This caught my eye because AC Gaughan’s SCARLET is a book I really want to get to in 2014. I really love the Robin Hood story, always have, and yes, I know, Robin Hood is hard to do well and retellings usually have problems, particularly with the ending.
Assuming you all read Robin McKinley’s version back when it came out, what did you think of that one? Because I really enjoyed it. It’s my favorite retelling so far. But I didn’t like the way it ended — BUT I do think it is VERY HARD to do the ending of a Robin Hood retelling. I didn’t like the way the original story ended, either, at least not the version I read as a kid. I’m pretty sure I have never liked the ending of any Robin Hood story, ever.
So, anyway, SCARLET by AC Gaughan.
I don’t think there’s any need to worry about this book’s ending, since I get the impression we don’t get to the ending in this book anyway. Though that just pushes off the problem, of course. Still.
In SCARLET, We’ve got a girl dressed as a boy — you probably know that. That’s a plot element I often enjoy. No doubt you recall that McKinley did that, too, though not with Will Scarlet, and I enjoyed it in her book as well.
Ellie’s review isn’t the first rave I’ve seen. I’ve got this one on my Kindle, I’m pretty sure — unless that is SCARLET by Marissa Meyer, which would be fine, since I want to read that, too. (I could go check, but I’m too lazy to get up and go in the other room and get my Kindle.) I think I would prefer a Robin Hood retelling to a Red Riding Hood retelling — though of course it really depends on the actual story, so I don’t know.
If you retroactively define my reading goal for 2013 as “read through a lot of the extensive backlist of a handful of great writers”, I did that. But it didn’t leave much room for other (hopefully also great) authors. So I think my reading goal for 2014 is to read a lot more new-to-me authors. I’m still surprised I could come up with only eight new-to-me authors for 2013. Eight! Not very impressive.
And after reading Ellie’s review, I’m tempted to start with retellings of folktales and fairy tales that happen to be titled “SCARLET”.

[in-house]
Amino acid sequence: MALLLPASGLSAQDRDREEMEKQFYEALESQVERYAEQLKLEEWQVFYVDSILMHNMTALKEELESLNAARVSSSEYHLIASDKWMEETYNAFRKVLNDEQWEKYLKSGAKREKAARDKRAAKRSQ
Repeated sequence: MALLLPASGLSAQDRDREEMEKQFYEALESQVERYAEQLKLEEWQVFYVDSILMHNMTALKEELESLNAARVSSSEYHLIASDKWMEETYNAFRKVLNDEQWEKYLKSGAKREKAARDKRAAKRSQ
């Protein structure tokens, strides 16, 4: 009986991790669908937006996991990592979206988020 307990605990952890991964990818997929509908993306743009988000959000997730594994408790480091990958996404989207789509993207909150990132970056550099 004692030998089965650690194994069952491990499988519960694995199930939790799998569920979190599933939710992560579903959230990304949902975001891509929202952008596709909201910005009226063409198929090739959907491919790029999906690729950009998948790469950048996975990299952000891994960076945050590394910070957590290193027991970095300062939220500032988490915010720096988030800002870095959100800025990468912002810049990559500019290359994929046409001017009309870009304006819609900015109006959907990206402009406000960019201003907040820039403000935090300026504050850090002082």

7 thoughts on “Book Revels: SCARLET … plus a new year’s resolution”
I remember McKinley’s Robin Hood was the first McKinley that I didn’t like. However, I read it back when it came out so, 1988ish, and beyond remembering it as being massively uninteresting, I can’t say much about why it didn’t work. Maybe I should give it another try.
Reviews of Scarlet are all over the map. I may try it from the library.
If you want a different take on Robin try to find Parke Godwin’s SHERWOOD and ROBIN & THE KING, wherein the author moves the story back to the 1060s and later, with Robin as Saxon and the Sheriff as Norman invader, and they’re both fleshed out, not to mention eventually related by marriage. And both also eventually mutually frustrated by idiot nobles.
Ah! Yes, I remember Godwin’s SHERWOOD. *That* is the one I didn’t like. As for you, though, it was too long ago for me to remember why I didn’t like it.
Robin McKinley is one of my favorite authors, but I haven’t read her Robin Hood retelling yet. Now that you’ve recommended it, I’m really curious to read it and see how the two versions compare.
I should make a new-to-me author resolution too. I struggled to come up with ten new authors for 2013. Everyone keeps telling me to read The Lunar Chronicles, but I haven’t gotten around to them yet.
As to the ending of Scarlet…it’s a series (the second one is Lady Thief and comes out soon), so there are definitely loose ends.
Ellie, I hope you do read McKinley’s version — I’d love to see how you think it compares!
I couldn’t read the Godwin last time I picked it up a few months ago, either. Just couldn’t hold my interest. But once upon a time I enjoyed it.
i will try SCARLET & the McKinley again and report back.
Hah, yes, now I am envisioning something like this: YOUR MISSION, SHOULD YOU CHOOSE TO ACCEPT IT … is to read all Robin Hood retellings and write up a report for the rest of us. That would be a different way to run a book club!
I wonder how many versions of Robin Hood are out there? And whether any of them has a good ending? I was talking to my brother about this and we agree that Robin Hood MUST remain in the Greenwood, that any ending that involves him making peace with normal society is going to fail. I think it could be done, if you end by having Robin Hood step into myth rather than into normal society. But I’m not sure whether anyone has ever done that.
hah! That could be a fun book group discussion at that. I wonder how many Robin Hood books there are in the YA and adult markets? I just DNF yet another (from the library) not long ago. That one was pure historical in the grimdark vein, I believe. I didn’t get more than a chapter or two read as the long drawn out descriptive passages about sneaking around in the dark and knifing a man put me off.
I don’t remember any full length treatments that let him stay in the Greenwood, though. Only books where he isn’t the main point, like the SWORD IN THE STONE, where White gave us an episode with him.